Williams Rodeo Committee President Bob Dean displays three awards he returned to Williams with after attending the Professional Rodeo Cowboys Association Annual Awards Banquet Dec. 4 in Las Vegas, Nev. Dean was the recipient of the 2003 Outstanding Individual award by the Women’s Professional Rodeo Association.
Dean believes being named “Outstanding Individual” stems from receiving the “Best Footing” award — an award that has been received by the Williams Rodeo Committee for the last six of seven years of the Williams PRCA Labor Day Rodeo. The one year the group did not take first place for “Best Footing” was the year they placed third.
During the Williams Labor Day PRCA Rodeo, the arena is raked after every run in barrel racing. The grounds of the arena take a severe beating with each race, Dean said.
“This guarantees that every girl has an even chance,” he said. “Not all rodeos do this, but I’m seeing it more.”
As the tractor driver for the raking, Dean received a pair of Justin boots and $1,000 cash as a result of earning the “Best Footing Award.”
Although the awards ceremony was Dec. 4, the Deans were in Las Vegas Dec. 3-9. They remained in Las Vegas to hire performers and staff for the 2004 Williams PRCA Labor Day Rodeo. Those they hired include bull fighters, announcers, clowns and a stock contractor.
The average cost to host the Labor Day Rodeo each year is between $50,000 and $60,000. Sponsorships ease the burden of the costs. The costs are incurred through the hiring of staff, securing a squad drill team, paying judges, providing sound equipment and contributing $8,800 towards prize money, he said.
The 2003 Williams PRCA Labor Day Rodeo is the tenth rodeo Dean has coordinated with the Williams Rodeo Committee. In past years, he assisted the Bill Williams Mountain Men and the Williams Lions Club when they organized the event. Dean is no stranger to rodeos, competing himself in the 1950’s. He competed in calf roping, team roping and bareback riding — which he proudly says was his specialty. In 1958, he placed first in bull riding in the College Rodeo. Today, he still competes in the Cowpuncher’s Rodeo, which is held one month earlier than the Labor Day Rodeo.
Five generations of the Dean Family have been a dominant force of the planning and execution of Williams’ rodeos. Dean’s grandfather, father, himself and now his son and grandson, have all planned and guaranteed that rodeos will remain in Williams.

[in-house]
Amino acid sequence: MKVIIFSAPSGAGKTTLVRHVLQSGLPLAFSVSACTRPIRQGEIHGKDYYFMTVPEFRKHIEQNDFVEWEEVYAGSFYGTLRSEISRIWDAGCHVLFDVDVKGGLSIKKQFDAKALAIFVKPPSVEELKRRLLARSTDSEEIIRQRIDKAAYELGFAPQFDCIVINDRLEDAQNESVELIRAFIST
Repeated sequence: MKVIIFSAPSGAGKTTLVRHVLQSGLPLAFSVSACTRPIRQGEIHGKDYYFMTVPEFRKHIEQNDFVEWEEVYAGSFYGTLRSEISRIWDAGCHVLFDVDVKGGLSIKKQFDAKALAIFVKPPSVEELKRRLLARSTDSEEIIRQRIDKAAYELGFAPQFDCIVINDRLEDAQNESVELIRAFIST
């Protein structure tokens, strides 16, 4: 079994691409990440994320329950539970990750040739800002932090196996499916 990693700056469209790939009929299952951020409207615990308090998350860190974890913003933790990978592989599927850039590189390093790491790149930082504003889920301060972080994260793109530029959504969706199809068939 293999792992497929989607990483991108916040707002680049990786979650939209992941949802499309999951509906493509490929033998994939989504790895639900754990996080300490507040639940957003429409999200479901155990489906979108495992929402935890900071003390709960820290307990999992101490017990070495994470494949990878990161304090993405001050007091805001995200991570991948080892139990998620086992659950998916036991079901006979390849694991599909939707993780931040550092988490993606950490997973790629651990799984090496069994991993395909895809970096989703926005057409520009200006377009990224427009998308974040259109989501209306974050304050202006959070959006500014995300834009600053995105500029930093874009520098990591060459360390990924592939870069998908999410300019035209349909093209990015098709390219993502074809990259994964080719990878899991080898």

Through the years, Dean has seen many changes in rodeos. Two of the biggest changes Dean has seen has been in bareback riding and ropes. Dean said changes in bareback riding has been primarily in the rigging style. The rig is similar to a suitcase handle and a cowboy “really has to rare back.”
“Bareback riding is harder on the cowboy’s body than any other event,” Dean said.
Even the ropes the cowboys use have changed. Grass ropes were formerly used in calf roping and nylon ropes were used for team roping. There are now more than 200 different types of ropes.
Rodeos now also have less backing.
“Only 10 percent of those who attend rodeos are true fans. The rest are only there to watch and don’t understand the event,” Dean said.
He added that people are stepping up to help out more when it comes to planning the rodeos.
“The committee we have works really hard,” Dean said. “More locals should come out and see the rodeos.”
Rodeos are a tradition for the Dean Family. Dean’s wife, Peggy, is a former barrel racer. Their daughter, Phyllis, held the title of Miss Rodeo Arizona and won a state championship as a 4-H barrel racer. Phyllis’ daughter, Carly, was thrown from a horse for the first time recently on her seventh birthday. Carly wasn’t injured and like her grandfather, she stood up, brushed off the dust and got back on her horse.
“Our rodeo is one of the best in the United States. I would like to see more locals come out and support us,” Dean said. “Both the PRCA and the WPRA realize how good we are and that is why we’ve received these awards.”